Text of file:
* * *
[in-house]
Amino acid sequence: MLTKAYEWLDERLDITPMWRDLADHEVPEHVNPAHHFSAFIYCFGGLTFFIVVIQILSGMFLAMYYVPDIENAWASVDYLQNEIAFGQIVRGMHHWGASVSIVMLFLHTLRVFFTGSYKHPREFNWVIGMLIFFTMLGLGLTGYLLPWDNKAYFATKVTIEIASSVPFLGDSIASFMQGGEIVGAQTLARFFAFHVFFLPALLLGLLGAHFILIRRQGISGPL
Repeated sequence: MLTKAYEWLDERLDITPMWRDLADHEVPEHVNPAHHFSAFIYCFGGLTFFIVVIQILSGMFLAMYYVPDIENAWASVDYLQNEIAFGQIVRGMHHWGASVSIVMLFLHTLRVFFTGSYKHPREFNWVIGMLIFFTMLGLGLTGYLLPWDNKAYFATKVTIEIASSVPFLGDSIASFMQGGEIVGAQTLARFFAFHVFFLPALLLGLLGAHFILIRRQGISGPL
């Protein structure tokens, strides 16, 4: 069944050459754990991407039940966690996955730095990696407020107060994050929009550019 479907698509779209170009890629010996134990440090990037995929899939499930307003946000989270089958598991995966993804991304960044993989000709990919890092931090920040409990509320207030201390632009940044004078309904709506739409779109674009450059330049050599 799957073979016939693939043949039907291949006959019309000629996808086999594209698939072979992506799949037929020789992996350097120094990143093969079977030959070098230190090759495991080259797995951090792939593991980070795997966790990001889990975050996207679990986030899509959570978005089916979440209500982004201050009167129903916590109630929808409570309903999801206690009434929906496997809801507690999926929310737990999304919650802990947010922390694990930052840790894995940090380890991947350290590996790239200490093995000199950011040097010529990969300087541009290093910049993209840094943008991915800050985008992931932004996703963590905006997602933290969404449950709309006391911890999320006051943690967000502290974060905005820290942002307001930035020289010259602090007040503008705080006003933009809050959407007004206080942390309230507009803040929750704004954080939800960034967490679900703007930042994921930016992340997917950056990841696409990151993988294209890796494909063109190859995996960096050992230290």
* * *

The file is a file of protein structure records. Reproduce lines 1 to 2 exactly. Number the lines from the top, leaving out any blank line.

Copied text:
[in-house]
Amino acid sequence: MLTKAYEWLDERLDITPMWRDLADHEVPEHVNPAHHFSAFIYCFGGLTFFIVVIQILSGMFLAMYYVPDIENAWASVDYLQNEIAFGQIVRGMHHWGASVSIVMLFLHTLRVFFTGSYKHPREFNWVIGMLIFFTMLGLGLTGYLLPWDNKAYFATKVTIEIASSVPFLGDSIASFMQGGEIVGAQTLARFFAFHVFFLPALLLGLLGAHFILIRRQGISGPL